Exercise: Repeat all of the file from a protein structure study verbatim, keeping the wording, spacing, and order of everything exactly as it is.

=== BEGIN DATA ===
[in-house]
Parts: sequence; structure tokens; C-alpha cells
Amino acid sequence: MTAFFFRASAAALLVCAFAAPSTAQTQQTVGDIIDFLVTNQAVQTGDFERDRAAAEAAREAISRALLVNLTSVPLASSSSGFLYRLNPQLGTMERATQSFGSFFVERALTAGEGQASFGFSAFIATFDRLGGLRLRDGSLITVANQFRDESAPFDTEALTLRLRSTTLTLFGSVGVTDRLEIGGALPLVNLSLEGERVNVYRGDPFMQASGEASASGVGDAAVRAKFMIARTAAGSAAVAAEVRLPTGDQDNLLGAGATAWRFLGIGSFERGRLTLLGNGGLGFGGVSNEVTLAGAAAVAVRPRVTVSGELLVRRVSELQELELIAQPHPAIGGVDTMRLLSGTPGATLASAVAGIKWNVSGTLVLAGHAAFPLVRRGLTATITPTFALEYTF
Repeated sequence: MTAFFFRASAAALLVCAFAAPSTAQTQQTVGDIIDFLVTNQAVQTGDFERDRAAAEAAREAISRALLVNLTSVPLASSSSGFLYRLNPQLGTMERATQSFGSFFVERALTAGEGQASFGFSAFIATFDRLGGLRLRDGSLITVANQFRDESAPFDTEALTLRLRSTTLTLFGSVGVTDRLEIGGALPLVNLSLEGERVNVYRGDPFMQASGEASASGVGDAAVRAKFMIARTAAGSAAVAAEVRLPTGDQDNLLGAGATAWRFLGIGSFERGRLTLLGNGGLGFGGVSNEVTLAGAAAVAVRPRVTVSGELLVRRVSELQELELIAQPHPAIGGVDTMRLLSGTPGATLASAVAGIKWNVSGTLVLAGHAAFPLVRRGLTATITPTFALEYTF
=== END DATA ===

[in-house]
Parts: sequence; structure tokens; C-alpha cells
Amino acid sequence: MTAFFFRASAAALLVCAFAAPSTAQTQQTVGDIIDFLVTNQAVQTGDFERDRAAAEAAREAISRALLVNLTSVPLASSSSGFLYRLNPQLGTMERATQSFGSFFVERALTAGEGQASFGFSAFIATFDRLGGLRLRDGSLITVANQFRDESAPFDTEALTLRLRSTTLTLFGSVGVTDRLEIGGALPLVNLSLEGERVNVYRGDPFMQASGEASASGVGDAAVRAKFMIARTAAGSAAVAAEVRLPTGDQDNLLGAGATAWRFLGIGSFERGRLTLLGNGGLGFGGVSNEVTLAGAAAVAVRPRVTVSGELLVRRVSELQELELIAQPHPAIGGVDTMRLLSGTPGATLASAVAGIKWNVSGTLVLAGHAAFPLVRRGLTATITPTFALEYTF
Repeated sequence: MTAFFFRASAAALLVCAFAAPSTAQTQQTVGDIIDFLVTNQAVQTGDFERDRAAAEAAREAISRALLVNLTSVPLASSSSGFLYRLNPQLGTMERATQSFGSFFVERALTAGEGQASFGFSAFIATFDRLGGLRLRDGSLITVANQFRDESAPFDTEALTLRLRSTTLTLFGSVGVTDRLEIGGALPLVNLSLEGERVNVYRGDPFMQASGEASASGVGDAAVRAKFMIARTAAGSAAVAAEVRLPTGDQDNLLGAGATAWRFLGIGSFERGRLTLLGNGGLGFGGVSNEVTLAGAAAVAVRPRVTVSGELLVRRVSELQELELIAQPHPAIGGVDTMRLLSGTPGATLASAVAGIKWNVSGTLVLAGHAAFPLVRRGLTATITPTFALEYTF